2- It is necessary that a few determined individuals transform the cultural ethos of the MSA to one seeking not just spiritual development (i.e. Iman development), but excellence in such development. That drive for excellence rests in the constant pursuit of God, and the constant deepening and refining of that relationship. Again, if “spiritual” activities ignore this undercurrent, then they will offer the very important feel-good camaraderie, but will miss the precious development of young hearts.

3- Mentors. While the previous generations of MSA leaders could stretch themselves with the excuse that they lacked guidance, the onus is on them to guide their young brothers and sisters. They need to provide themselves as umbrellas underneath which the young students can learn the ropes of activism, duty, life, and love and make the necessary mistakes required for growth. It is necessary that a few determined individuals now take the reigns and mold these precious gems. The basic job of these mentors, in guiding the above two projects is social cohesion. They must bring everyone together and keep them together, like a family. All of them. Thus, in one aspect, they might have to be the most liberal or flexible members of the organization.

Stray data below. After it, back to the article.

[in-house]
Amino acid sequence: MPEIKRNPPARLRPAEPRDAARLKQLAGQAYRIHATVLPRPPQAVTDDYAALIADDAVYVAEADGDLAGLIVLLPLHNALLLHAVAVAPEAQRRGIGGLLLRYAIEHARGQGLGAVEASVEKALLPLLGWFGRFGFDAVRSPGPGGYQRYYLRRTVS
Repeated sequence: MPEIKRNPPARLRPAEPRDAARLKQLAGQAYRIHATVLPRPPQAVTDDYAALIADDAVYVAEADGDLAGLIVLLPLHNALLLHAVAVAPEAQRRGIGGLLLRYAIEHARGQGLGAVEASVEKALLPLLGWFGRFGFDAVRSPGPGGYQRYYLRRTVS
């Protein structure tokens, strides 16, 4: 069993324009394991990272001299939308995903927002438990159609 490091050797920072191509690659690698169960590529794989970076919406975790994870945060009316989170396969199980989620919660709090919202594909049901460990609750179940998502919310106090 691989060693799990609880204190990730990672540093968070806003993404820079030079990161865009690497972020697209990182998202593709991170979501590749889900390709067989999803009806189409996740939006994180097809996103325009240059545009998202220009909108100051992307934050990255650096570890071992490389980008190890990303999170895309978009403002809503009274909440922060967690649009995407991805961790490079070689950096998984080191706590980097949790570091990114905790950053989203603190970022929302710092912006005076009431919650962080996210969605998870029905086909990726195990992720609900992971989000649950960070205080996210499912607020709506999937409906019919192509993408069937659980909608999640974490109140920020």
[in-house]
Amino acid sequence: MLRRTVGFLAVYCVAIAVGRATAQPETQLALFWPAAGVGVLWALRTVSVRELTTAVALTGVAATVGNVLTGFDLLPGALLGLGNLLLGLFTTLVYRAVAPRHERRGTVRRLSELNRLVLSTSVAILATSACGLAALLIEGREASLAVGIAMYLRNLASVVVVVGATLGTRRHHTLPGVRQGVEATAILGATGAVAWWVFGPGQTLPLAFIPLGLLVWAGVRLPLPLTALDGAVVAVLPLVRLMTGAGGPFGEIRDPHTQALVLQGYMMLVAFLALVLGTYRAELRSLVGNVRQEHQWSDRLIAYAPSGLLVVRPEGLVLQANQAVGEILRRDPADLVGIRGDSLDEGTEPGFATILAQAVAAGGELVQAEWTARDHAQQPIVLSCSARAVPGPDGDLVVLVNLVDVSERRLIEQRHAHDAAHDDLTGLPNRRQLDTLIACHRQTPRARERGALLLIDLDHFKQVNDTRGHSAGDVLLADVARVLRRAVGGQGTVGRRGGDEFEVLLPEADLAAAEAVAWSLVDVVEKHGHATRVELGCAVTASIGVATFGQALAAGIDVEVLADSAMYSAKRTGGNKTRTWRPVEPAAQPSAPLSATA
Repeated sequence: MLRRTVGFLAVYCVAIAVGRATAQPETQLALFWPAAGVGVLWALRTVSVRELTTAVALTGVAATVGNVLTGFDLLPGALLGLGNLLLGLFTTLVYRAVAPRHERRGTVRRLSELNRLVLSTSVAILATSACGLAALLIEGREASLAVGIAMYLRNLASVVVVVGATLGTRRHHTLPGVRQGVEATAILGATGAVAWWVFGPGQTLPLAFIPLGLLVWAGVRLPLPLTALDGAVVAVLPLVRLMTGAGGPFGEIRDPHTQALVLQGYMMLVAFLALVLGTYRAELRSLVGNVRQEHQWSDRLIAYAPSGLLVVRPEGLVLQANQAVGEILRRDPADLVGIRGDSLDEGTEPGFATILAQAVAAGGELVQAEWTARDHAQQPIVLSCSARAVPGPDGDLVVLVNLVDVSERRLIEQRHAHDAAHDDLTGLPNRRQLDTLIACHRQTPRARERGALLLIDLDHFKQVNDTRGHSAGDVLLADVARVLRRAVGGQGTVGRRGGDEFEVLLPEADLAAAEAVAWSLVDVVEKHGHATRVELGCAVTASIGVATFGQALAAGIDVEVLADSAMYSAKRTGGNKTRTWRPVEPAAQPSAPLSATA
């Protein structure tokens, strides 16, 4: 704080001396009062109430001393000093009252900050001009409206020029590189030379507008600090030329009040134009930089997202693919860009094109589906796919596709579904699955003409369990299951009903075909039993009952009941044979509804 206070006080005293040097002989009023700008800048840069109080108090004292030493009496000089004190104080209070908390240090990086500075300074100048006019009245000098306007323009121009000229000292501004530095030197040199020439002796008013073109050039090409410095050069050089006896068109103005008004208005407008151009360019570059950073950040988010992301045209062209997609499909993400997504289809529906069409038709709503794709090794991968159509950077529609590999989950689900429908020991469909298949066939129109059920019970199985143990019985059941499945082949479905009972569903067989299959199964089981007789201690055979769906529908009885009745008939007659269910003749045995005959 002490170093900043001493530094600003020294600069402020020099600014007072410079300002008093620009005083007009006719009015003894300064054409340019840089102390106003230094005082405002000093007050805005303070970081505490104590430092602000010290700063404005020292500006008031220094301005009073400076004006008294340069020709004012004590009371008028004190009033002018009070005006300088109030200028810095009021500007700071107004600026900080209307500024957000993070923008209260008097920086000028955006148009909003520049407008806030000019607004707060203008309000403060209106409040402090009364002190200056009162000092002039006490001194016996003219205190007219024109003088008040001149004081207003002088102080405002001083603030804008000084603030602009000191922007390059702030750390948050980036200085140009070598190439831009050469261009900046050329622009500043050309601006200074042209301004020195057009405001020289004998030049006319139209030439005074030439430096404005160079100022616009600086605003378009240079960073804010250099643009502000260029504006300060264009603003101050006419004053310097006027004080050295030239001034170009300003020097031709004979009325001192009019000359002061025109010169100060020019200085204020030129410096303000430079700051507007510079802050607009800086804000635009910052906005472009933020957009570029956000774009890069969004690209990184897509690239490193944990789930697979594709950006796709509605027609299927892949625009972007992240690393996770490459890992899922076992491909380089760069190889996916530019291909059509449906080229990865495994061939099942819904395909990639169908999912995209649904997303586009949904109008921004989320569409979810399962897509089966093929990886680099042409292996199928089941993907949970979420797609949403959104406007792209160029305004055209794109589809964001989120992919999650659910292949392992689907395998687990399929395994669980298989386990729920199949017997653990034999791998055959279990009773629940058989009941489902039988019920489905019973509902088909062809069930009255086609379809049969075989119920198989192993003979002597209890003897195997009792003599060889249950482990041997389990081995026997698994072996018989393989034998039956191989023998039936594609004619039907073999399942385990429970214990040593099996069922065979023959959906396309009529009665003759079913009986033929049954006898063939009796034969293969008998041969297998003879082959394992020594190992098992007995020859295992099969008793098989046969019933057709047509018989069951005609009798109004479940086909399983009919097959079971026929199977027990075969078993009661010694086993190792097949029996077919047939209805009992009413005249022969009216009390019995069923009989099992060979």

Let us face facts. There are individuals across this nation who are at war with you for no reason but that you call yourself Muslim. They are ready to destroy this whole country to fulfill their own power hungry agendas. It is time to raise the stakes, and show them and (more importantly) ourselves that not only are we here to stay, we are going to make this American house even stronger and better.